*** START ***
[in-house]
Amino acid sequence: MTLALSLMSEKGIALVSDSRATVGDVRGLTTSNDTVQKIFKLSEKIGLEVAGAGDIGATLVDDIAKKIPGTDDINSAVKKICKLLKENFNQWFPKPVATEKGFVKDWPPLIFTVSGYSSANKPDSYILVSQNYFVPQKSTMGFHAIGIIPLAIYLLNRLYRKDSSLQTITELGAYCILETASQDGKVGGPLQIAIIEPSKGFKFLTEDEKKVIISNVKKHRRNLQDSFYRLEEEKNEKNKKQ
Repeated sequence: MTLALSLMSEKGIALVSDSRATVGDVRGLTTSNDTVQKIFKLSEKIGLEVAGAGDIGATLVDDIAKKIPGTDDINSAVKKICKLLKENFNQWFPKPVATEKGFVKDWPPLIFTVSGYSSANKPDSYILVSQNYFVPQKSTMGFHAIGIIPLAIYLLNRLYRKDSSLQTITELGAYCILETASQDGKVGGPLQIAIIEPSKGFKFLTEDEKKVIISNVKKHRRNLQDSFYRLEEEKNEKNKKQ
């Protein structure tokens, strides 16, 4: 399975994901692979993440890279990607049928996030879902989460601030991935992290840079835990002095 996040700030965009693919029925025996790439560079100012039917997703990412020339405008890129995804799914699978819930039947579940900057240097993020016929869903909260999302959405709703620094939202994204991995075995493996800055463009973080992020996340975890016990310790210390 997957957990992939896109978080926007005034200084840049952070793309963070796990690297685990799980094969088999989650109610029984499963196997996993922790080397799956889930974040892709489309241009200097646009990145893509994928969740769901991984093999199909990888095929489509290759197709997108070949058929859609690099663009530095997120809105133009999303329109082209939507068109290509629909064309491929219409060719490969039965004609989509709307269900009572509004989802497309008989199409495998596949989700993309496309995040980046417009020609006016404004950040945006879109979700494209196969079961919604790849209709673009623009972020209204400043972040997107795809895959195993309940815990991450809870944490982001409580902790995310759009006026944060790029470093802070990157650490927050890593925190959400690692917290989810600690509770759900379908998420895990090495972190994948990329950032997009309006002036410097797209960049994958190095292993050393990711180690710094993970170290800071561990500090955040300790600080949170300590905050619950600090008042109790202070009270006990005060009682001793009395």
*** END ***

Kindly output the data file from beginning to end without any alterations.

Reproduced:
[in-house]
Amino acid sequence: MTLALSLMSEKGIALVSDSRATVGDVRGLTTSNDTVQKIFKLSEKIGLEVAGAGDIGATLVDDIAKKIPGTDDINSAVKKICKLLKENFNQWFPKPVATEKGFVKDWPPLIFTVSGYSSANKPDSYILVSQNYFVPQKSTMGFHAIGIIPLAIYLLNRLYRKDSSLQTITELGAYCILETASQDGKVGGPLQIAIIEPSKGFKFLTEDEKKVIISNVKKHRRNLQDSFYRLEEEKNEKNKKQ
Repeated sequence: MTLALSLMSEKGIALVSDSRATVGDVRGLTTSNDTVQKIFKLSEKIGLEVAGAGDIGATLVDDIAKKIPGTDDINSAVKKICKLLKENFNQWFPKPVATEKGFVKDWPPLIFTVSGYSSANKPDSYILVSQNYFVPQKSTMGFHAIGIIPLAIYLLNRLYRKDSSLQTITELGAYCILETASQDGKVGGPLQIAIIEPSKGFKFLTEDEKKVIISNVKKHRRNLQDSFYRLEEEKNEKNKKQ
């Protein structure tokens, strides 16, 4: 399975994901692979993440890279990607049928996030879902989460601030991935992290840079835990002095 996040700030965009693919029925025996790439560079100012039917997703990412020339405008890129995804799914699978819930039947579940900057240097993020016929869903909260999302959405709703620094939202994204991995075995493996800055463009973080992020996340975890016990310790210390 997957957990992939896109978080926007005034200084840049952070793309963070796990690297685990799980094969088999989650109610029984499963196997996993922790080397799956889930974040892709489309241009200097646009990145893509994928969740769901991984093999199909990888095929489509290759197709997108070949058929859609690099663009530095997120809105133009999303329109082209939507068109290509629909064309491929219409060719490969039965004609989509709307269900009572509004989802497309008989199409495998596949989700993309496309995040980046417009020609006016404004950040945006879109979700494209196969079961919604790849209709673009623009972020209204400043972040997107795809895959195993309940815990991450809870944490982001409580902790995310759009006026944060790029470093802070990157650490927050890593925190959400690692917290989810600690509770759900379908998420895990090495972190994948990329950032997009309006002036410097797209960049994958190095292993050393990711180690710094993970170290800071561990500090955040300790600080949170300590905050619950600090008042109790202070009270006990005060009682001793009395």